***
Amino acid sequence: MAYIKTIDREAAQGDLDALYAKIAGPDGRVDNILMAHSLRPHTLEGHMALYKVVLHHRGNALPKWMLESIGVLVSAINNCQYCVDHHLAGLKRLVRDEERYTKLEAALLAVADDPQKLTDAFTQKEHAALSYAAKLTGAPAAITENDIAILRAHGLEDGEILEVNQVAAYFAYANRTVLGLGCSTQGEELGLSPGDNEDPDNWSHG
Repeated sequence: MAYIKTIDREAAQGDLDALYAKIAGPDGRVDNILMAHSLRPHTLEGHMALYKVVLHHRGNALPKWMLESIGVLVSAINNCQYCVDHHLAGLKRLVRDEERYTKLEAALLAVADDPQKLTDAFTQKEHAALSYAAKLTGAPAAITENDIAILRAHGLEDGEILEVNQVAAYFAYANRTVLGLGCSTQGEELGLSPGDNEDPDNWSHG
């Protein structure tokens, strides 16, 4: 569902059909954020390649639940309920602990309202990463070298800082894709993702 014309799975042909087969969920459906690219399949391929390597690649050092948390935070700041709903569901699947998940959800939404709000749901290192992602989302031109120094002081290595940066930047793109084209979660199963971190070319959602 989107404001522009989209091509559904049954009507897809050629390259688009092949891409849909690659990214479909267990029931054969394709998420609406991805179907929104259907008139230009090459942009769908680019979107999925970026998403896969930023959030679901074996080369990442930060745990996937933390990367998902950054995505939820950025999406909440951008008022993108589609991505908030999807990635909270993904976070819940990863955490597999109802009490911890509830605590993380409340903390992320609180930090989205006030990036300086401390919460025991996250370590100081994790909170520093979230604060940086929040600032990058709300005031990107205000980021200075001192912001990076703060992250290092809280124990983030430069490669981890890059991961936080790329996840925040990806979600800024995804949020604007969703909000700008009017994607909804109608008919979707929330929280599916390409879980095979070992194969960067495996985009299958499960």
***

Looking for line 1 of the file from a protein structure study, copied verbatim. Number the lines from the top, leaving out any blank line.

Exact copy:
Amino acid sequence: MAYIKTIDREAAQGDLDALYAKIAGPDGRVDNILMAHSLRPHTLEGHMALYKVVLHHRGNALPKWMLESIGVLVSAINNCQYCVDHHLAGLKRLVRDEERYTKLEAALLAVADDPQKLTDAFTQKEHAALSYAAKLTGAPAAITENDIAILRAHGLEDGEILEVNQVAAYFAYANRTVLGLGCSTQGEELGLSPGDNEDPDNWSHG